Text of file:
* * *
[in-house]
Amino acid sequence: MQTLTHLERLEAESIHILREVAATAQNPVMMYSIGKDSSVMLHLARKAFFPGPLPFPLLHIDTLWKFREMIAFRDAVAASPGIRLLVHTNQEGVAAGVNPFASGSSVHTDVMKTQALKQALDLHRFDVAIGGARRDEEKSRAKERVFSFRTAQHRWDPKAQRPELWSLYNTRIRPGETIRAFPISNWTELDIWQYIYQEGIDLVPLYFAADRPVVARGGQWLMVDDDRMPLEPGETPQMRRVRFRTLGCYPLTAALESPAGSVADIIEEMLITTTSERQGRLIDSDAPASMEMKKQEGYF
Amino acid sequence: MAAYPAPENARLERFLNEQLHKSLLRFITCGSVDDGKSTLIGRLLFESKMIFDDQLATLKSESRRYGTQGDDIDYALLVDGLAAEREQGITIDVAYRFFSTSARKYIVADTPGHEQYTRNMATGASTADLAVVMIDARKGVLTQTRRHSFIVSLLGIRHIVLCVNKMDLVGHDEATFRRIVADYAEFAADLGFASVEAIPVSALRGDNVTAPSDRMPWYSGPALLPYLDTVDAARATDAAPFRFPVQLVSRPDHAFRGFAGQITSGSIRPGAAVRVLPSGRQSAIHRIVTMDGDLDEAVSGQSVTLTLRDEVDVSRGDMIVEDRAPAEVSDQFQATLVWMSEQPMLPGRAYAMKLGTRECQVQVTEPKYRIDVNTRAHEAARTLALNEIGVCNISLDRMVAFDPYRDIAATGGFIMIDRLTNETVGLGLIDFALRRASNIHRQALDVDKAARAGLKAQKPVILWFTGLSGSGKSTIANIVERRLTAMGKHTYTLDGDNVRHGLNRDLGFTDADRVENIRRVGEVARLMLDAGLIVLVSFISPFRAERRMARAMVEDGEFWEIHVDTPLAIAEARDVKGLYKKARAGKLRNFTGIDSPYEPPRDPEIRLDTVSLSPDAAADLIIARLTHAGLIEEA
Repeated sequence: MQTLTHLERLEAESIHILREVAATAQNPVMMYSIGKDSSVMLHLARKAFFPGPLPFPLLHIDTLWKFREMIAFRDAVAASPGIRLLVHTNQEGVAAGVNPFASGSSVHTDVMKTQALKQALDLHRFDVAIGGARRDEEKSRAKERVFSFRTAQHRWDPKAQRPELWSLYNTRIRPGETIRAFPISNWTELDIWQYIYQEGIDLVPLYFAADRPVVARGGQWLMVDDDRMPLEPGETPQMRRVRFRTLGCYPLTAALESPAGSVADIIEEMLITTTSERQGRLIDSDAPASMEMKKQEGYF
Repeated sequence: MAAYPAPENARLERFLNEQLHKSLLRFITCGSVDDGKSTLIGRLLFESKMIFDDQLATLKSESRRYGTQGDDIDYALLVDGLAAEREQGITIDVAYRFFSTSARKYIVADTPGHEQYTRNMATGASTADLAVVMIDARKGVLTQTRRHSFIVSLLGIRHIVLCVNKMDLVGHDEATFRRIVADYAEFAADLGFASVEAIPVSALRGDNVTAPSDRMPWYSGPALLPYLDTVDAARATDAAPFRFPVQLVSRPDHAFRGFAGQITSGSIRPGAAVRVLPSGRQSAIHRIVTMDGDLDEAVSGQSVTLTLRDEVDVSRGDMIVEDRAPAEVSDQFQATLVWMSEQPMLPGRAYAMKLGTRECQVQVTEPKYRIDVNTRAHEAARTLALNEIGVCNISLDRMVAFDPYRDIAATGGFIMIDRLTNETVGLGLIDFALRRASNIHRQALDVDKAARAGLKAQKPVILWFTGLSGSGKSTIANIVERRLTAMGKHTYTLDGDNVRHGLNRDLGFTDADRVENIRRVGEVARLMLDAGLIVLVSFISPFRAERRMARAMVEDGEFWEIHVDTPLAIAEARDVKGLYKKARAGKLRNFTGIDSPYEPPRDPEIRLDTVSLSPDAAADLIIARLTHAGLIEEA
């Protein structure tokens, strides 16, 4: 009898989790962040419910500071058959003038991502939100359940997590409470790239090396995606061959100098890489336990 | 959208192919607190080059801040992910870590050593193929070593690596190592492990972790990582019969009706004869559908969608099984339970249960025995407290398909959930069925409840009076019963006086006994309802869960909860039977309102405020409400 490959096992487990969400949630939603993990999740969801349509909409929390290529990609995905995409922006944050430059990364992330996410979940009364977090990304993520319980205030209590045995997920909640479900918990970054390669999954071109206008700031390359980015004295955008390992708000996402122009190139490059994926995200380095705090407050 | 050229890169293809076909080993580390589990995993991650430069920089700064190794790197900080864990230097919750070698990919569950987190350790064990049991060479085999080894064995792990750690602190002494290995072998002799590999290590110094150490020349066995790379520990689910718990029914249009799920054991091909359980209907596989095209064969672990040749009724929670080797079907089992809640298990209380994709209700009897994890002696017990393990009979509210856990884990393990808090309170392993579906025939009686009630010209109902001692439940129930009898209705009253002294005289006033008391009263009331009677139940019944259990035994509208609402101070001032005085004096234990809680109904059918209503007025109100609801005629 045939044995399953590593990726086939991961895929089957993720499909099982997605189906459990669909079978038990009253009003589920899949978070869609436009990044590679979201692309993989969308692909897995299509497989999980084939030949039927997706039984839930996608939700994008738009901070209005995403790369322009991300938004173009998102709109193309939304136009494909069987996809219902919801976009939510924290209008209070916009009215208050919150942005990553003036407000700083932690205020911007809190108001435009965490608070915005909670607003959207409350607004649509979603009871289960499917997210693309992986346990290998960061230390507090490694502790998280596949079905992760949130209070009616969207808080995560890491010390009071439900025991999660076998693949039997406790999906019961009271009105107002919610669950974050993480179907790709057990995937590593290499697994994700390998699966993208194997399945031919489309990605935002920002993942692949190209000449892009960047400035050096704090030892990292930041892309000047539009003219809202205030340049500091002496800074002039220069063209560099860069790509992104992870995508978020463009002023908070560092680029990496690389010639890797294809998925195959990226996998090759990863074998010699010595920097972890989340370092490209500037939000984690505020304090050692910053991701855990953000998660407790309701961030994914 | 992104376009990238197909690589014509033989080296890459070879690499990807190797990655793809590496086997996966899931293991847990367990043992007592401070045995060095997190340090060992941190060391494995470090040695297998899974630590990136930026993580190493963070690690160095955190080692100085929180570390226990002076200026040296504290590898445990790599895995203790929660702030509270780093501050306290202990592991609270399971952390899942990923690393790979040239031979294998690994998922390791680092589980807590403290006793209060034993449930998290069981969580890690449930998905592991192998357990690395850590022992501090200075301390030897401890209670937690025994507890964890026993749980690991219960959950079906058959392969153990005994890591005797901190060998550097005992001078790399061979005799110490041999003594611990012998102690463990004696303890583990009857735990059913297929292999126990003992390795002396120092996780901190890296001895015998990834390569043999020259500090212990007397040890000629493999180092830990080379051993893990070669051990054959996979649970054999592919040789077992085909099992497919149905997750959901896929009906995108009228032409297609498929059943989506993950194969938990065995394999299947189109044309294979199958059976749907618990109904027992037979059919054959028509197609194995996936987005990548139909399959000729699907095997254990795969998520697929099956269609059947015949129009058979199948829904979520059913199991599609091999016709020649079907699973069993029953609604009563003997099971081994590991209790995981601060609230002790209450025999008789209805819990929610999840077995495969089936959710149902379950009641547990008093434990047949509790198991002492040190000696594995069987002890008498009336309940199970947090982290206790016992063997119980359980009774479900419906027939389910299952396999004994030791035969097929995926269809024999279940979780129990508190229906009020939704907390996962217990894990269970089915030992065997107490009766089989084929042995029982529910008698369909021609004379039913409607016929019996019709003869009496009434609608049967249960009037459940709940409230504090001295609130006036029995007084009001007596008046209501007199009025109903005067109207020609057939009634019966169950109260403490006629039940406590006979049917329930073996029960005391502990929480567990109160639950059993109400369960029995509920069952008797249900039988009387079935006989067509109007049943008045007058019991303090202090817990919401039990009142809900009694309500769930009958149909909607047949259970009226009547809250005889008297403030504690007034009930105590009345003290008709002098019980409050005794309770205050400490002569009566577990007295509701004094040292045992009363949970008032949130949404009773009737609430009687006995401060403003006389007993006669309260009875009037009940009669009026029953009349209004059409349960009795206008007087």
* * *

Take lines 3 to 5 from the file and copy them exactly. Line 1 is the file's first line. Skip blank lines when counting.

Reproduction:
Amino acid sequence: MAAYPAPENARLERFLNEQLHKSLLRFITCGSVDDGKSTLIGRLLFESKMIFDDQLATLKSESRRYGTQGDDIDYALLVDGLAAEREQGITIDVAYRFFSTSARKYIVADTPGHEQYTRNMATGASTADLAVVMIDARKGVLTQTRRHSFIVSLLGIRHIVLCVNKMDLVGHDEATFRRIVADYAEFAADLGFASVEAIPVSALRGDNVTAPSDRMPWYSGPALLPYLDTVDAARATDAAPFRFPVQLVSRPDHAFRGFAGQITSGSIRPGAAVRVLPSGRQSAIHRIVTMDGDLDEAVSGQSVTLTLRDEVDVSRGDMIVEDRAPAEVSDQFQATLVWMSEQPMLPGRAYAMKLGTRECQVQVTEPKYRIDVNTRAHEAARTLALNEIGVCNISLDRMVAFDPYRDIAATGGFIMIDRLTNETVGLGLIDFALRRASNIHRQALDVDKAARAGLKAQKPVILWFTGLSGSGKSTIANIVERRLTAMGKHTYTLDGDNVRHGLNRDLGFTDADRVENIRRVGEVARLMLDAGLIVLVSFISPFRAERRMARAMVEDGEFWEIHVDTPLAIAEARDVKGLYKKARAGKLRNFTGIDSPYEPPRDPEIRLDTVSLSPDAAADLIIARLTHAGLIEEA
Repeated sequence: MQTLTHLERLEAESIHILREVAATAQNPVMMYSIGKDSSVMLHLARKAFFPGPLPFPLLHIDTLWKFREMIAFRDAVAASPGIRLLVHTNQEGVAAGVNPFASGSSVHTDVMKTQALKQALDLHRFDVAIGGARRDEEKSRAKERVFSFRTAQHRWDPKAQRPELWSLYNTRIRPGETIRAFPISNWTELDIWQYIYQEGIDLVPLYFAADRPVVARGGQWLMVDDDRMPLEPGETPQMRRVRFRTLGCYPLTAALESPAGSVADIIEEMLITTTSERQGRLIDSDAPASMEMKKQEGYF
Repeated sequence: MAAYPAPENARLERFLNEQLHKSLLRFITCGSVDDGKSTLIGRLLFESKMIFDDQLATLKSESRRYGTQGDDIDYALLVDGLAAEREQGITIDVAYRFFSTSARKYIVADTPGHEQYTRNMATGASTADLAVVMIDARKGVLTQTRRHSFIVSLLGIRHIVLCVNKMDLVGHDEATFRRIVADYAEFAADLGFASVEAIPVSALRGDNVTAPSDRMPWYSGPALLPYLDTVDAARATDAAPFRFPVQLVSRPDHAFRGFAGQITSGSIRPGAAVRVLPSGRQSAIHRIVTMDGDLDEAVSGQSVTLTLRDEVDVSRGDMIVEDRAPAEVSDQFQATLVWMSEQPMLPGRAYAMKLGTRECQVQVTEPKYRIDVNTRAHEAARTLALNEIGVCNISLDRMVAFDPYRDIAATGGFIMIDRLTNETVGLGLIDFALRRASNIHRQALDVDKAARAGLKAQKPVILWFTGLSGSGKSTIANIVERRLTAMGKHTYTLDGDNVRHGLNRDLGFTDADRVENIRRVGEVARLMLDAGLIVLVSFISPFRAERRMARAMVEDGEFWEIHVDTPLAIAEARDVKGLYKKARAGKLRNFTGIDSPYEPPRDPEIRLDTVSLSPDAAADLIIARLTHAGLIEEA